New Bonneville Fish Ladder Barrier
by Erik Robinson, staff writer
The Army Corps of Engineers might have to come up with a new name for the sea lion branded by researchers as "C-404."
Maybe Harry, as in Houdini.
In early February, the corps unveiled a series of steel barricades designed to keep sea lions out of the fish ladders at Bonneville Dam. Officials weren't sure the gates would do much to reduce the bite sea lions are taking out of endangered salmon runs, but they thought they had at least saved themselves from the irritation of watching sea lions cavort within the fish ladders.
They thought wrong.
It took less than a month for this sea lion to make a mockery of man's latest effort to separate salmon-munching pinnipeds from imperiled salmon. As best anyone can figure, the animal managed to squeeze his head through the 151/2-inch gaps in the steel grates and powered his way into fish ladders on both the Washington and Oregon sides. Once ensconced in the ladder, he waits for a veritable buffet of delicious fish to swim his way.
A corps biologist pointed out that C-404 is a particularly pesky creature.
"He is the one that caused all the commotion last year," said Robert Stansell, a fisheries biologist for the corps. "He's just a very inquisitive, adventurous animal and he wants to get in there."
Despite spending more than $1 million building and installing a dozen steel barricades to keep salmon-munching sea lions out of the dam's fish ladders, the wily and apparently limber C-404 managed to breach security over the weekend. Stansell said the California sea lion, which he described as small to medium in size, meaning it probably weighs several hundred pounds, arrived at Bonneville by Feb. 26 in pursuit of the first arrivals of the spring salmon migration.
The barricades were designed to provide gaps big enough to block sea lions while allowing salmon to pass, but the first field test didn't come until C-404 migrated 140 miles up the Columbia River from the Pacific Ocean.
"It's just hard to believe he can go through a 151/2-inch gap," Stansell said. Bonneville observers figured the sea lions gobbled about 3.4 percent of the salmon that arrived at the dam last year.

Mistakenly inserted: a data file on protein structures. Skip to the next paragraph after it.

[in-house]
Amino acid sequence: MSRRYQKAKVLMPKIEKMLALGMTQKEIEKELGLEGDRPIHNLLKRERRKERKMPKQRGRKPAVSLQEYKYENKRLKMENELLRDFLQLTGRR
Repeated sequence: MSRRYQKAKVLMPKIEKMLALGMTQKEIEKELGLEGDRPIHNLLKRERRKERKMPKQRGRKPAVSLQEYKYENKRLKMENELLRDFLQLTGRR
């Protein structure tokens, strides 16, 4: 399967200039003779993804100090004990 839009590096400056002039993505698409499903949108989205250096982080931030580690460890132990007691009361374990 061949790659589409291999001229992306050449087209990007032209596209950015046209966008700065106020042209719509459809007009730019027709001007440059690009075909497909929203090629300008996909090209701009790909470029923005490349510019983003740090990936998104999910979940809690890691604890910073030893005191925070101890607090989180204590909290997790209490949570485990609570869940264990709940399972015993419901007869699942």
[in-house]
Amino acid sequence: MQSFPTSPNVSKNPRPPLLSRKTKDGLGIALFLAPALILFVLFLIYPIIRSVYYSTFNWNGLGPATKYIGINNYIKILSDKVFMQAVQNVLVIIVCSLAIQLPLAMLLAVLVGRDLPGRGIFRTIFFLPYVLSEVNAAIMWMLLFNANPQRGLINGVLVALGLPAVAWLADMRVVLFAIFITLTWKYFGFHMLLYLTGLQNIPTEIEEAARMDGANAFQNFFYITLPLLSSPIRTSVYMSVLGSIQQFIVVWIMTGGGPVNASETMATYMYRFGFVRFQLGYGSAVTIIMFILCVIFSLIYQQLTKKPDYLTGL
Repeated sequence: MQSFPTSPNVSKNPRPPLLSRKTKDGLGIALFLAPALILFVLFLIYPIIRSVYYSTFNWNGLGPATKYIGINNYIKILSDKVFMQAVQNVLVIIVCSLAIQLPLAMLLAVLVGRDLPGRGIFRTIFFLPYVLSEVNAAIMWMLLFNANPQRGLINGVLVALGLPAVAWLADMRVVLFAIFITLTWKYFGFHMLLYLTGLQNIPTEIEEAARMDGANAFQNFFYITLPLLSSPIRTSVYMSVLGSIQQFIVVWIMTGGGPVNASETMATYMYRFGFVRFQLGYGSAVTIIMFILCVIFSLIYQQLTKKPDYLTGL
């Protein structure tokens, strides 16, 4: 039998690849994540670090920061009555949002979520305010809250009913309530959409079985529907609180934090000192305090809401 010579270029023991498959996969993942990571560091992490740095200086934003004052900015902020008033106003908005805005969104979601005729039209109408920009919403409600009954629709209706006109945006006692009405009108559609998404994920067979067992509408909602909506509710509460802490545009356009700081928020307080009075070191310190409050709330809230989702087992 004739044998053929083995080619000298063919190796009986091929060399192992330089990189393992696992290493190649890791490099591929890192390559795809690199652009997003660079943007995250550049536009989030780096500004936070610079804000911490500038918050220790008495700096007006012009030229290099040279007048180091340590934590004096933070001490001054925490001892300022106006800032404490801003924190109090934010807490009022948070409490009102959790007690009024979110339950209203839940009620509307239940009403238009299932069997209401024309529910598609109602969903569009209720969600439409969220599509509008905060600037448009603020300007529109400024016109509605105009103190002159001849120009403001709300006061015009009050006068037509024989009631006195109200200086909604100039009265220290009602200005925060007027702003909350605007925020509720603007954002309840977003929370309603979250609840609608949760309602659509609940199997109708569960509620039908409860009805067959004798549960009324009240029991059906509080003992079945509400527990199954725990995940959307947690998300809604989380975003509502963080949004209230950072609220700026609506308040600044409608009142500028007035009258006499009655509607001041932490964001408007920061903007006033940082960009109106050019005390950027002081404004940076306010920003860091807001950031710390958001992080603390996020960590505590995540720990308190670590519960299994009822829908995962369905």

While that might not sound like much, it's a big increase over the 0.4 percent of the run eaten by sea lions in 2002.
And, in the highly engineered environment of the modern Columbia River, the U.S. government makes major investments for incremental improvements in salmon survival. For example, the corps spent $55 million three years ago building a gigantic concrete chute to carry ocean-bound juvenile salmon around the dam a project expected to boost survival by 1 percent to 3 percent.
Even though many runs of wild salmon are now protected by the Endangered Species Act, sea lions have the Marine Mammal Protection Act in their corner.
Brian Gorman, spokesman for the National Marine Fisheries Service in Seattle, said there is no practical or quick way to target nuisance sea lions such as C-404 under existing federal law. Gorman noted that it took several years before a trio of sea lions ensconced a few years ago at a similar salmon bottleneck, at Ballard Locks on Lake Washington in Seattle, were trapped and hauled away to Sea World in Florida.
Short of lethal force, there is little to be gained by moving sea lions elsewhere.
"It's like moving drug dealers off a street corner," Gorman said. "They just go somewhere else."
Sea Lions Barred at Dam, BPA Journal, 3/6
Bonneville Dam Now a Gated Community, by Erik Robinson, The Columbian, 2/15/6
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